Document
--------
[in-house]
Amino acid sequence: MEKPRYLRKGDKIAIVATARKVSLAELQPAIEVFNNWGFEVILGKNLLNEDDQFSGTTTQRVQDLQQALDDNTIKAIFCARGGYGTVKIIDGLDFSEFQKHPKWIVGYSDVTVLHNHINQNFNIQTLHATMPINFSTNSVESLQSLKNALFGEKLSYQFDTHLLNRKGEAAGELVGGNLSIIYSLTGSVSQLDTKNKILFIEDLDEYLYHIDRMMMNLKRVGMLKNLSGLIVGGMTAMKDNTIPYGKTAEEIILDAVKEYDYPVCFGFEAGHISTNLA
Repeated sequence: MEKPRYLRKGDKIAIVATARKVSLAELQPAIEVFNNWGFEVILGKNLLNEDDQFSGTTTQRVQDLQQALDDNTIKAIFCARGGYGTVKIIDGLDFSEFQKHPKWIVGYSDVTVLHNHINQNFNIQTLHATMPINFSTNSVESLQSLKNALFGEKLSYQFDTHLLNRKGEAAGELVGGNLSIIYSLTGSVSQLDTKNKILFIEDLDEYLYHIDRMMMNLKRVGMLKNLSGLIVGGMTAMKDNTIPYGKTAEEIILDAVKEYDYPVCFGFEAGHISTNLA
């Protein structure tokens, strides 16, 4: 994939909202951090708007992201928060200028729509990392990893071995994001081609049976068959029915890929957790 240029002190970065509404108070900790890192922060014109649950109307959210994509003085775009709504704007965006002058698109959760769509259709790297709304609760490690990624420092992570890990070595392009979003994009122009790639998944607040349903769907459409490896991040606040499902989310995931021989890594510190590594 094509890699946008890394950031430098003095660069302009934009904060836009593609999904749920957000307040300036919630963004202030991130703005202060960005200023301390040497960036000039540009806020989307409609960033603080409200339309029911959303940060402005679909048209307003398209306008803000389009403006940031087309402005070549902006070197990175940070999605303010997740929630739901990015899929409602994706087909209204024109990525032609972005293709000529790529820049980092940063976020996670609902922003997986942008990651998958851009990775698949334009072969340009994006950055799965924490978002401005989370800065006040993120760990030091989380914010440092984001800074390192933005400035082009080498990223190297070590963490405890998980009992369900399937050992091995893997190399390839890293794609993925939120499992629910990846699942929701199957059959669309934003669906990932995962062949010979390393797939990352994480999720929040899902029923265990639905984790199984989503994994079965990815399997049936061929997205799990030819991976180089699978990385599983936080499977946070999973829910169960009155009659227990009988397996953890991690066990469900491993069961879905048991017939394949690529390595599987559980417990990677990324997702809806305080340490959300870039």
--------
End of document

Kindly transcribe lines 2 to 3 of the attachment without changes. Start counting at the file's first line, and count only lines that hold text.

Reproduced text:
Amino acid sequence: MEKPRYLRKGDKIAIVATARKVSLAELQPAIEVFNNWGFEVILGKNLLNEDDQFSGTTTQRVQDLQQALDDNTIKAIFCARGGYGTVKIIDGLDFSEFQKHPKWIVGYSDVTVLHNHINQNFNIQTLHATMPINFSTNSVESLQSLKNALFGEKLSYQFDTHLLNRKGEAAGELVGGNLSIIYSLTGSVSQLDTKNKILFIEDLDEYLYHIDRMMMNLKRVGMLKNLSGLIVGGMTAMKDNTIPYGKTAEEIILDAVKEYDYPVCFGFEAGHISTNLA
Repeated sequence: MEKPRYLRKGDKIAIVATARKVSLAELQPAIEVFNNWGFEVILGKNLLNEDDQFSGTTTQRVQDLQQALDDNTIKAIFCARGGYGTVKIIDGLDFSEFQKHPKWIVGYSDVTVLHNHINQNFNIQTLHATMPINFSTNSVESLQSLKNALFGEKLSYQFDTHLLNRKGEAAGELVGGNLSIIYSLTGSVSQLDTKNKILFIEDLDEYLYHIDRMMMNLKRVGMLKNLSGLIVGGMTAMKDNTIPYGKTAEEIILDAVKEYDYPVCFGFEAGHISTNLA